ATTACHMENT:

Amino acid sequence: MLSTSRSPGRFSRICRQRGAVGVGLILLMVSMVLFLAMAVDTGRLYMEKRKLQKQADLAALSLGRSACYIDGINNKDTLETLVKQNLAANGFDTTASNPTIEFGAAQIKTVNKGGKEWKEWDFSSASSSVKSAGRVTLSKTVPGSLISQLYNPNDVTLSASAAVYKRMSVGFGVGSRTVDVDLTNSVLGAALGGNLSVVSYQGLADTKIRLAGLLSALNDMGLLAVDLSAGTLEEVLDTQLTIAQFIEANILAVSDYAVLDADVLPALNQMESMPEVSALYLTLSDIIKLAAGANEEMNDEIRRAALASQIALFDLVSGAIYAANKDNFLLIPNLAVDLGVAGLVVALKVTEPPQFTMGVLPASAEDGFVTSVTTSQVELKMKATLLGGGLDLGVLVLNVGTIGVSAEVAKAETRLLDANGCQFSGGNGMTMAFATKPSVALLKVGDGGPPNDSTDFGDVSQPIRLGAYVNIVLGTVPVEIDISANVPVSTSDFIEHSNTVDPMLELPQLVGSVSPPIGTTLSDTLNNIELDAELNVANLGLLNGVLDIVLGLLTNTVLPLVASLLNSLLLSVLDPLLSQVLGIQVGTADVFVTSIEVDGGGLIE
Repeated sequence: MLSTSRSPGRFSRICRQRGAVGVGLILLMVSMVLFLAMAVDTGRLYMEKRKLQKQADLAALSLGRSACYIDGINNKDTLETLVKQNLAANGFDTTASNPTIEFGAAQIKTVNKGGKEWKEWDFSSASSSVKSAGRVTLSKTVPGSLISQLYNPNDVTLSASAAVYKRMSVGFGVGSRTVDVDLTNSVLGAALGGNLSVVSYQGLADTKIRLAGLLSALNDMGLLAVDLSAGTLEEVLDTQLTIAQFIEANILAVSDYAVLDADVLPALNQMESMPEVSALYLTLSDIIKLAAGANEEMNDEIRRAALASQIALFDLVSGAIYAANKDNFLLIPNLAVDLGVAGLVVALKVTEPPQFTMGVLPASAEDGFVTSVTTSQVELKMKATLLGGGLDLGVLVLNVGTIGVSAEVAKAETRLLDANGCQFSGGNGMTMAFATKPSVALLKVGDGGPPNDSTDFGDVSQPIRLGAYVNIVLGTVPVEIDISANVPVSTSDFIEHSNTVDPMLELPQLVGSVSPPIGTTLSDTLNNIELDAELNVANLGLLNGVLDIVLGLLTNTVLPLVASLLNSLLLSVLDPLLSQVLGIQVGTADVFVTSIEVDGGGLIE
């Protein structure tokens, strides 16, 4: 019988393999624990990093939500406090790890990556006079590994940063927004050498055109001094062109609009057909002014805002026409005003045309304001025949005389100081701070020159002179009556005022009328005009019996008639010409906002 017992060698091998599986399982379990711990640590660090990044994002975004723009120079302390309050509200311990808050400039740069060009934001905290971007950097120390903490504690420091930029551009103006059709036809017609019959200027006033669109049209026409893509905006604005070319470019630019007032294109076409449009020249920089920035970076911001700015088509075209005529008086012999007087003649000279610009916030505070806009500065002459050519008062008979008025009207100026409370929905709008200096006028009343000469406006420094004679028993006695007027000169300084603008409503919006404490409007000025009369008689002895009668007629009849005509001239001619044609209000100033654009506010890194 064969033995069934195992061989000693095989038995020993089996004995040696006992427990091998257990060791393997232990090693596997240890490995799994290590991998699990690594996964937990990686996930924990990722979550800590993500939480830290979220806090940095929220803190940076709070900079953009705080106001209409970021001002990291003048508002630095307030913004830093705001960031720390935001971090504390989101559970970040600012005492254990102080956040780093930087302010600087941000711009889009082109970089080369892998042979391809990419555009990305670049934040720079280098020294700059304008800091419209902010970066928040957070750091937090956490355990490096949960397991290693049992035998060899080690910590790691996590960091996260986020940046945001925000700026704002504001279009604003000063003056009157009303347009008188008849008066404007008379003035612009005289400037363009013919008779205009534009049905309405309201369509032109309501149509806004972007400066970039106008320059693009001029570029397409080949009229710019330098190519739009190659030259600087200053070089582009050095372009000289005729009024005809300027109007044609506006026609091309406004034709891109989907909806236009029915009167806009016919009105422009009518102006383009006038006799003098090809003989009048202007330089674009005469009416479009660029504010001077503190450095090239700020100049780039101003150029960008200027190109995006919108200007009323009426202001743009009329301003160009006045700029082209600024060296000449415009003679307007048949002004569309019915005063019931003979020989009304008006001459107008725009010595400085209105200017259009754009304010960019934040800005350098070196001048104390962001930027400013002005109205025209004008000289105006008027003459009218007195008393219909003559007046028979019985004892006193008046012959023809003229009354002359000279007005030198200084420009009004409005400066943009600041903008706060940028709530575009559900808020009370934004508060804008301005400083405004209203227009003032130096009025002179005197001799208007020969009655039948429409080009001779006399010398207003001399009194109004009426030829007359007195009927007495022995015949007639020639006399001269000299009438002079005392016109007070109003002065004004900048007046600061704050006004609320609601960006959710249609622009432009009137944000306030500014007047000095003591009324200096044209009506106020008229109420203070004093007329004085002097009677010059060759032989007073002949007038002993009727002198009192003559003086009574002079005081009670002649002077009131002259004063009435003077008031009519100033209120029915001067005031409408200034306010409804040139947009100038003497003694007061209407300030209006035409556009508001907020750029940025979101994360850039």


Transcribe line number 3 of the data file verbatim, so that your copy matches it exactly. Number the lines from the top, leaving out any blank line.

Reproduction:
């Protein structure tokens, strides 16, 4: 019988393999624990990093939500406090790890990556006079590994940063927004050498055109001094062109609009057909002014805002026409005003045309304001025949005389100081701070020159002179009556005022009328005009019996008639010409906002 017992060698091998599986399982379990711990640590660090990044994002975004723009120079302390309050509200311990808050400039740069060009934001905290971007950097120390903490504690420091930029551009103006059709036809017609019959200027006033669109049209026409893509905006604005070319470019630019007032294109076409449009020249920089920035970076911001700015088509075209005529008086012999007087003649000279610009916030505070806009500065002459050519008062008979008025009207100026409370929905709008200096006028009343000469406006420094004679028993006695007027000169300084603008409503919006404490409007000025009369008689002895009668007629009849005509001239001619044609209000100033654009506010890194 064969033995069934195992061989000693095989038995020993089996004995040696006992427990091998257990060791393997232990090693596997240890490995799994290590991998699990690594996964937990990686996930924990990722979550800590993500939480830290979220806090940095929220803190940076709070900079953009705080106001209409970021001002990291003048508002630095307030913004830093705001960031720390935001971090504390989101559970970040600012005492254990102080956040780093930087302010600087941000711009889009082109970089080369892998042979391809990419555009990305670049934040720079280098020294700059304008800091419209902010970066928040957070750091937090956490355990490096949960397991290693049992035998060899080690910590790691996590960091996260986020940046945001925000700026704002504001279009604003000063003056009157009303347009008188008849008066404007008379003035612009005289400037363009013919008779205009534009049905309405309201369509032109309501149509806004972007400066970039106008320059693009001029570029397409080949009229710019330098190519739009190659030259600087200053070089582009050095372009000289005729009024005809300027109007044609506006026609091309406004034709891109989907909806236009029915009167806009016919009105422009009518102006383009006038006799003098090809003989009048202007330089674009005469009416479009660029504010001077503190450095090239700020100049780039101003150029960008200027190109995006919108200007009323009426202001743009009329301003160009006045700029082209600024060296000449415009003679307007048949002004569309019915005063019931003979020989009304008006001459107008725009010595400085209105200017259009754009304010960019934040800005350098070196001048104390962001930027400013002005109205025209004008000289105006008027003459009218007195008393219909003559007046028979019985004892006193008046012959023809003229009354002359000279007005030198200084420009009004409005400066943009600041903008706060940028709530575009559900808020009370934004508060804008301005400083405004209203227009003032130096009025002179005197001799208007020969009655039948429409080009001779006399010398207003001399009194109004009426030829007359007195009927007495022995015949007639020639006399001269000299009438002079005392016109007070109003002065004004900048007046600061704050006004609320609601960006959710249609622009432009009137944000306030500014007047000095003591009324200096044209009506106020008229109420203070004093007329004085002097009677010059060759032989007073002949007038002993009727002198009192003559003086009574002079005081009670002649002077009131002259004063009435003077008031009519100033209120029915001067005031409408200034306010409804040139947009100038003497003694007061209407300030209006035409556009508001907020750029940025979101994360850039």